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IsolationPoint FAQs

This page provides some frequently asked questions and answers about IsolationPoint.

 

We already have paper based ( Document / Spreadsheet / Database ), isolation procedures, why do I need IsolationPoint?

Firstly, when it comes to execution, paper based isolation procedures require people to act as translators to connect the text on a page to a physical isolation point, with 100% accuracy, on every occasion!  This difficult task is made more difficult when incorrect isolation points look similar to the correct isolation point.  This is a common scenario in many plants that incorporate multiple process trains.  To reduce design costs, plant layouts are simply copied and pasted at the design stage yielding equipment and layouts that all look the same.  In addition, the use of long plant identifiers or numbers that only vary by one character or digit between plant items adds to the chance of error.  IsolationPoint uses a computer to assist a person to identify valves, switches, gates etc.  Page translation, plant appearance and long identifiers cannot confuse IsolationPoint.  Put simply IsolationPoint adds safety through accuracy.

Secondly, execution information is often noted on paper based isolation plans.  This execution information includes when each step was completed and by who, signatures, lock numbers etc.  If execution information is entered into a computer when the plan is completed it is very time consuming and prone to error.  If the execution information is not entered into a computer following execution, it can't be searched and information reports cannot be compiled.  In addition, the document has to be indexed and filed which also takes time.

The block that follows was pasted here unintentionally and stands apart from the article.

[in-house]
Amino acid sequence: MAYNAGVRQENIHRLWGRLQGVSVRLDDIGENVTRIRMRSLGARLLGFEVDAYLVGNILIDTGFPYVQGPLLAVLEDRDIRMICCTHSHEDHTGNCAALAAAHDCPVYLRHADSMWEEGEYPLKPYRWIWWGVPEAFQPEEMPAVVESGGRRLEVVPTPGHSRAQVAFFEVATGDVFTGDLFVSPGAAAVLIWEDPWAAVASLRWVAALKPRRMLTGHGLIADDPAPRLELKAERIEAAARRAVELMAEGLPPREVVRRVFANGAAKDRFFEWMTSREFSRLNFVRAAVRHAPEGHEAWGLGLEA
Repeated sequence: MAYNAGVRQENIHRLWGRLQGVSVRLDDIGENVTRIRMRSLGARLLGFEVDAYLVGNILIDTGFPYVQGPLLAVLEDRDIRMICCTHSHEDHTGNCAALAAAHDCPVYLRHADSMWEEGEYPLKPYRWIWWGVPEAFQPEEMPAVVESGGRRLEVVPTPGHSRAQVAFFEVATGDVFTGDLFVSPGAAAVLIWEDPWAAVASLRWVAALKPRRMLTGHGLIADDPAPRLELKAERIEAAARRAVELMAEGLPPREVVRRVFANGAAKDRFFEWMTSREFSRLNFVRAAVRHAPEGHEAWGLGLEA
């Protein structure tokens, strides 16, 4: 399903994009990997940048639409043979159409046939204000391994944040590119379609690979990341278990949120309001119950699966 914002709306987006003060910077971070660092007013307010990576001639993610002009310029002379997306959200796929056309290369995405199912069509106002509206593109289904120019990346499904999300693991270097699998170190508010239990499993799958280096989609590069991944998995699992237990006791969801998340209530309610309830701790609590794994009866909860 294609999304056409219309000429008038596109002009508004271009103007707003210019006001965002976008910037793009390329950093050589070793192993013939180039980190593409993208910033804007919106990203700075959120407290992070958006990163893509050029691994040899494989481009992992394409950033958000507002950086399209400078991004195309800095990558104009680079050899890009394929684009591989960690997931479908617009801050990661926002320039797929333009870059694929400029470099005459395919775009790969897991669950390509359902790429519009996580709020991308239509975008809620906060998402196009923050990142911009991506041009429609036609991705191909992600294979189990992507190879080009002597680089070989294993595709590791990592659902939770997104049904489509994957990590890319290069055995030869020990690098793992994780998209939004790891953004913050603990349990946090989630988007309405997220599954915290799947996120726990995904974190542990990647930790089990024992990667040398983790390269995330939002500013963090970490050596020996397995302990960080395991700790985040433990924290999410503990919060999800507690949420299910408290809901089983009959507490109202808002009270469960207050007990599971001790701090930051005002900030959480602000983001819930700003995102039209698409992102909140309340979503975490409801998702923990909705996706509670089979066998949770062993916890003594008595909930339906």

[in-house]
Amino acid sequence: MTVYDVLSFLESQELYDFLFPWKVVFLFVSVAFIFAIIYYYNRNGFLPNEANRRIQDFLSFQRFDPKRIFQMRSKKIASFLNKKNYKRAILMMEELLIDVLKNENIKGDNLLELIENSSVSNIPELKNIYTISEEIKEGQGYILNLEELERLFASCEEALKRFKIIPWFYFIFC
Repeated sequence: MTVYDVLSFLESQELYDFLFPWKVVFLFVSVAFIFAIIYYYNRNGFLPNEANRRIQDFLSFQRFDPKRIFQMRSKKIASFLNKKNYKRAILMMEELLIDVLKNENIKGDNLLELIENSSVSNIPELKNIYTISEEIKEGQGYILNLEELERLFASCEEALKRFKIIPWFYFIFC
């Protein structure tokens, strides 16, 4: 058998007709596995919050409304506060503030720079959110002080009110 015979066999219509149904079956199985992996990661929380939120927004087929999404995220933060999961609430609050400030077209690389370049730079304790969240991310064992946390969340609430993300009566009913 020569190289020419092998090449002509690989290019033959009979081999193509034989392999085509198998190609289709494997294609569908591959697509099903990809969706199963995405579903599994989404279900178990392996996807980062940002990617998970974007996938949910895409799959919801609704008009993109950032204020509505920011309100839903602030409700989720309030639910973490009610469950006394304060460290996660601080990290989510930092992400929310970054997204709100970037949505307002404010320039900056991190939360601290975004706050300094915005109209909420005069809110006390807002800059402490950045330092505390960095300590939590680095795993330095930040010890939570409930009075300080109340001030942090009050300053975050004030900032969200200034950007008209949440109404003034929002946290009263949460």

Thirdly, when it comes to execution preparation, paper based isolation procedures introduce the possibility of page loss, hence the risk of missing steps when the plan is performed.  Page loss is possible when a multi page plan is printed and not all pages are collected.  This occurs when people are in a hurry and don't notice that there is a paper jam, the printer is out of paper or simply pages are retrieved before printing has been completed.

Finally, document based isolation procedures provide compilation flexibility.  Flexibility introduces a greater possibility for compilation errors.  In the case where a specific isolation point is used in more than one isolation procedure eg forward (isolating) and reverse (returning equipment to service) isolations, entering the same isolation point identifier twice elevates the liklihood of copy / paste / transcription errors.

 

How can I include different isolation verification methods for the same isolation procedure?

When defining an isolation point you have the option of choosing a verification method for indirect exposure and a verification method for direct exposure.  This feature supports the use of a more stringent isolation verification method where a worker may be directly exposed to the energy source.  This circumstance arises where a worker disconnects motor cables on a conveyor as opposed to where a worker may be changing a belt idler on the same conveyor.  In the first instance a "Test for Dead" is required whereas in the second instance a "Start Attempt" may be all that is deemed necessary to verify the isolation.

 

We use a lock board / box for group isolations, can these be utilised in IsolationPoint?

Yes.  A lock board or lock box can simply be included into IsolationPoint as just another isolation point.  In this way the lock board or lock box can then be used as a step in an isolation plan.